I was not alone as a carer. There were others online whose experiences I could read and identify with; I had friends who provided help and care in a variety of practical and emotional ways, and a mum-in-law who offered support and understanding via email, even though she was halfway round the world. I had a good relationship with the professionals involved in my husband’s care co-ordination. But I still had to get through each day. And there were days when the only way to do that was one tiny footstep at a time; one moment, one breath at a time.
I sometimes experienced an intense feeling of claustrophobia: I didn’t want to be in the same house, the same room as the illness that was driving my husband’s behaviour. I wanted to scream, walk out, get in the car and drive somewhere far away. I didn’t. Though I did discover that the occasional scream helped to release some of the pent-up feelings - in a room by myself, when the children were at school and with a couple of big cushions to absorb the sound. I also found out the hard way that I’d feel less frustrated if I stopped trying to use reasoning, logic or contradiction with my husband when his whole world view and beliefs about himself and the future were so very bleak and untrue. I read and researched to find out as much as I could about the nature of the illness and this was an important part of caring for myself in this situation. Information made me feel more empowered - it didn’t change what was happening but it changed my understanding of what might have caused it to happen.
What other ways did I find of safely dealing with or expressing my feelings? First I tried to name them (just as I had aimed to ‘name’ my needs). ‘I feel furiously angry’. ‘I feel numb with grief at how this illness has changed him.’ I owned the feelings. They were real and they were mine. I talked with close friends, cried with them, let myself be hugged and held.
I talked with our children as appropriate moments arose - asked them about their feelings; answered their questions; held them when they cried and let them see my tears too.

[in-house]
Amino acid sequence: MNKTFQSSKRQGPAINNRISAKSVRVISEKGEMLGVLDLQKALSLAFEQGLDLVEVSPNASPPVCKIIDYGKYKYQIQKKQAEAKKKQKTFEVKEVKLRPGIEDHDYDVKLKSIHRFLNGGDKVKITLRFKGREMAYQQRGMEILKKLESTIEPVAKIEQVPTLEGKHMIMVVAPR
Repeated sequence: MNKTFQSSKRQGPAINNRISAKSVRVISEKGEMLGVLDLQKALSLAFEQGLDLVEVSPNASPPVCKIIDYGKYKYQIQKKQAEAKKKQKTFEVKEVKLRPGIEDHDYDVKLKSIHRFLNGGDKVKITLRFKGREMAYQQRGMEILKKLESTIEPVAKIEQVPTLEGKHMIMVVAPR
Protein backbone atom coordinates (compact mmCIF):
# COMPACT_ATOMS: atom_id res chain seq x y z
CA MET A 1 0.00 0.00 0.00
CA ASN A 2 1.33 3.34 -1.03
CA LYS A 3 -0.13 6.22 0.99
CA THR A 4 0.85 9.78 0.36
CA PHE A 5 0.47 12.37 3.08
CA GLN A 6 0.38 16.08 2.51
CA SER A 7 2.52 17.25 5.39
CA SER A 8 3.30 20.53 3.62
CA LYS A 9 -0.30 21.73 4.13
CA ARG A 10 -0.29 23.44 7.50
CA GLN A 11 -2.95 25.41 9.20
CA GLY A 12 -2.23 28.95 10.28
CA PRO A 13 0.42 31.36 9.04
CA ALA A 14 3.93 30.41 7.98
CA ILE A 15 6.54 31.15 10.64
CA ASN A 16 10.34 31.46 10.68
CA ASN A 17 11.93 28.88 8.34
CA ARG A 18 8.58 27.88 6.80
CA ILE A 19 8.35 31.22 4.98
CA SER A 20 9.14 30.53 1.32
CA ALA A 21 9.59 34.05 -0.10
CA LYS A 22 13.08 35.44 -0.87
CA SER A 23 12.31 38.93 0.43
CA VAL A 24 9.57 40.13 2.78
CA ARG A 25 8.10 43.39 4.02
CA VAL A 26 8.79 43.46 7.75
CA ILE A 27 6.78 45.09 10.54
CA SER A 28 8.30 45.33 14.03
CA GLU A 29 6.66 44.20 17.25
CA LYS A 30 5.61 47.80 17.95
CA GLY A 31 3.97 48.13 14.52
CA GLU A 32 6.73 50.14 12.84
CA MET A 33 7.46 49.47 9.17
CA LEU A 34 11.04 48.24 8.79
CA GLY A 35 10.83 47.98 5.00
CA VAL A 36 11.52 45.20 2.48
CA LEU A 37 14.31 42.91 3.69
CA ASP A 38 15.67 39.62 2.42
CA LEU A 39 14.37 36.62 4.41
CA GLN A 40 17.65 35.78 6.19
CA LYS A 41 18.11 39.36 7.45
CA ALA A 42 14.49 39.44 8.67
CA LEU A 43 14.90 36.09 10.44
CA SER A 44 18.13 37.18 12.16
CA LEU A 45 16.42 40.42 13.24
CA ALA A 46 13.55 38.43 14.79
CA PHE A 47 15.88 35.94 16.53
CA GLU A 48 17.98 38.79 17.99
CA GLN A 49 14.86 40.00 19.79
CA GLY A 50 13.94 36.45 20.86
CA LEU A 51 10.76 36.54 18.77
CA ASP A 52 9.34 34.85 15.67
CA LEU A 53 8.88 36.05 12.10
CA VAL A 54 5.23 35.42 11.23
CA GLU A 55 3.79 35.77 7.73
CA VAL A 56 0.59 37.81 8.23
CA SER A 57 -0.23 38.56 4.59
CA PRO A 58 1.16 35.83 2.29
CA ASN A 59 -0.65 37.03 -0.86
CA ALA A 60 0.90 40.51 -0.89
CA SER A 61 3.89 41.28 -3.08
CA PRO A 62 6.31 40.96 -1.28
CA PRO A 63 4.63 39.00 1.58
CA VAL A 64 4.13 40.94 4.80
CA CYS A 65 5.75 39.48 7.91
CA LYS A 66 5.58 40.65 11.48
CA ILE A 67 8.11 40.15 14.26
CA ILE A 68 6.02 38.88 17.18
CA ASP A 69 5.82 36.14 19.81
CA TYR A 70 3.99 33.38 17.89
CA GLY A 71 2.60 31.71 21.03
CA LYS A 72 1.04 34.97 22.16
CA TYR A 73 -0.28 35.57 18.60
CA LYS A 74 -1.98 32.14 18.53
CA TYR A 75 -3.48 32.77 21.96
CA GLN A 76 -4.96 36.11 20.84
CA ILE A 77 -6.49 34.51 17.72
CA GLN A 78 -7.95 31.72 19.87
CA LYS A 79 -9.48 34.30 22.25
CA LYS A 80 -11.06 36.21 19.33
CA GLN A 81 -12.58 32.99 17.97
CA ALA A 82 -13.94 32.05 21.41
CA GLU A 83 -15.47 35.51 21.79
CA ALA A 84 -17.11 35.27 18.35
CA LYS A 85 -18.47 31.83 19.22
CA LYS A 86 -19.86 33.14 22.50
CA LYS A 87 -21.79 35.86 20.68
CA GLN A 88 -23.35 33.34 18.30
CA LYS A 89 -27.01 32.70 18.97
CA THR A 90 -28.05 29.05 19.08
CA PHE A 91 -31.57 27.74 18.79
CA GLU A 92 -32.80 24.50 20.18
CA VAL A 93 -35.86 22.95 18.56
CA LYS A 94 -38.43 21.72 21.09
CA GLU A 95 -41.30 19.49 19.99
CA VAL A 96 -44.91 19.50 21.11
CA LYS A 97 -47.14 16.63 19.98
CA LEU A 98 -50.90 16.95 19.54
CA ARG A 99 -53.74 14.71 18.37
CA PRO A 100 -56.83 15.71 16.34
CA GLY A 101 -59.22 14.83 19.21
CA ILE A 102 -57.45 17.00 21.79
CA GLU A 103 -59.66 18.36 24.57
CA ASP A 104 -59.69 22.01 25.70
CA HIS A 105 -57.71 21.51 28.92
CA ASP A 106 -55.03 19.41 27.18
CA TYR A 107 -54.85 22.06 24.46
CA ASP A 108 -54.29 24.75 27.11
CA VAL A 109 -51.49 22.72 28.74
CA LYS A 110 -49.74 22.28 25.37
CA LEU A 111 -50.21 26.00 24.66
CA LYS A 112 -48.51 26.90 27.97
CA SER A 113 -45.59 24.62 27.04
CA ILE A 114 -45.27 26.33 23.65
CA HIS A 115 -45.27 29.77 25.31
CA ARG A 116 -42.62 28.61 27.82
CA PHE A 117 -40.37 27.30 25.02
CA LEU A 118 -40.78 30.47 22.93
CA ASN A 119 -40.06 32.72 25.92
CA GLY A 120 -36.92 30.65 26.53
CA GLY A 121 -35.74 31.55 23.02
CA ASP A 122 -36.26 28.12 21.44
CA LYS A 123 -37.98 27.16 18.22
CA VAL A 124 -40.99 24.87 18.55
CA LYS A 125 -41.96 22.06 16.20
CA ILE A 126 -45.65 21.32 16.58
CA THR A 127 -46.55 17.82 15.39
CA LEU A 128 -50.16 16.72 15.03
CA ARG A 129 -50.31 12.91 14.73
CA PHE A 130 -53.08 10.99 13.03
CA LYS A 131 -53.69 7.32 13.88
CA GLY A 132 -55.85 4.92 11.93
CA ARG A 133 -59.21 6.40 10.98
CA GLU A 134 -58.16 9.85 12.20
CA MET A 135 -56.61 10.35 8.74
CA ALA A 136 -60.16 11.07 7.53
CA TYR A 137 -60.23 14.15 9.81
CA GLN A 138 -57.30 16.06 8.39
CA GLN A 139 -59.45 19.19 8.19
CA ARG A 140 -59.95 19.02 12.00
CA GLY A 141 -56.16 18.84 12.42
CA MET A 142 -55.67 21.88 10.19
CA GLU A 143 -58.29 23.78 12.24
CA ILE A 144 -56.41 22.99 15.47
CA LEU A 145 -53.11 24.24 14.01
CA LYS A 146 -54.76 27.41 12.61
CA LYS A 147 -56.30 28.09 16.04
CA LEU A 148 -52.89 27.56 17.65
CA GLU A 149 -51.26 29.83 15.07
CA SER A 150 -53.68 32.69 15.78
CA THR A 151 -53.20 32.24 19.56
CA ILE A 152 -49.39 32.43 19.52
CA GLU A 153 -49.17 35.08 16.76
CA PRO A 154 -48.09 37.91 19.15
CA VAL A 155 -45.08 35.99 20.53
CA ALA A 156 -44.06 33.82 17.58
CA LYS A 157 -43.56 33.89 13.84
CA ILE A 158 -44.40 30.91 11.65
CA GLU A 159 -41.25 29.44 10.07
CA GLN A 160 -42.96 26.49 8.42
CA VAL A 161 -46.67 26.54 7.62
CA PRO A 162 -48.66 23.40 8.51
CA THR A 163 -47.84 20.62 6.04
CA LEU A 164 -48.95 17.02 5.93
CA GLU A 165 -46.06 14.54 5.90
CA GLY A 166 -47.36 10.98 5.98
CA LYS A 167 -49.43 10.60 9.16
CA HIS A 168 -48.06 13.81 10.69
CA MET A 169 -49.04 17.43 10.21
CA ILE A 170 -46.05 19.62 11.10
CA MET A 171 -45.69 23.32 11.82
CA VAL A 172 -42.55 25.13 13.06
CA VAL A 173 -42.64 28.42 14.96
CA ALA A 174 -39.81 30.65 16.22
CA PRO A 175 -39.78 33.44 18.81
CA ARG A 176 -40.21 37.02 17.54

And then I tried to find small, practical ways of responding to feelings:
I feel very anxious - I played a lot of ‘Patience’ with a pack of cards. Something about the rhythm of laying out and dealing cards was soothing to my anxiousness.
I feel powerless - well, yes, I was. We are all powerless to change anyone else. But scrubbing the bath far more furiously than was needed gave me power over the bathroom!
I feel trapped - a friend coming round to take my husband out on an enforced, short walk provided breathing space. Ensuring there was someone else in the house with him meant I could go grocery shopping - not something I’d usually be enthusiastic about, but it was a change of scene and it meant I could turn the music up REALLY LOUD in the car.
I feel fearful about what’s going to happen - I reminded myself that there’s only ever today. Then I’d do something hands-on and ‘in the moment’ with the kids.
I feel…actually I don’t even know how I feel, I just feel bad - I did something nice for me; abandoned any attempt to catch up with work late at night and had a bath with aromatherapy oils and candles.
I feel sad and unmotivated - I found that absorbing myself in work (I’m fortunate to be self-employed and to work from home) during rigidly time-tabled hours allowed me to occupy only my ‘work world’ for that time. Stepping as fully as possible into any of the many other roles that we carers adopt was something I always found reinvigorating, even when I didn’t think I could face it. I also made a gratitude list every day, sometimes several times a day. There’s always something to be grateful for and listing makes me look around and see things anew: ‘I’m grateful for the warm water running over my hands as I wash them; I’m grateful for the snowdrops beginning to push through in the garden’…
And my biggest daily gratitude today is that my husband continues to recover strongly. I’m writing this from the perspective of looking back and also from a point of hope for moving forwards. I do know how fortunate we are and I’m very, very grateful.
See also 20 tips for a low mood, compiled by Carers UK, a website for ‘the voice of carers.’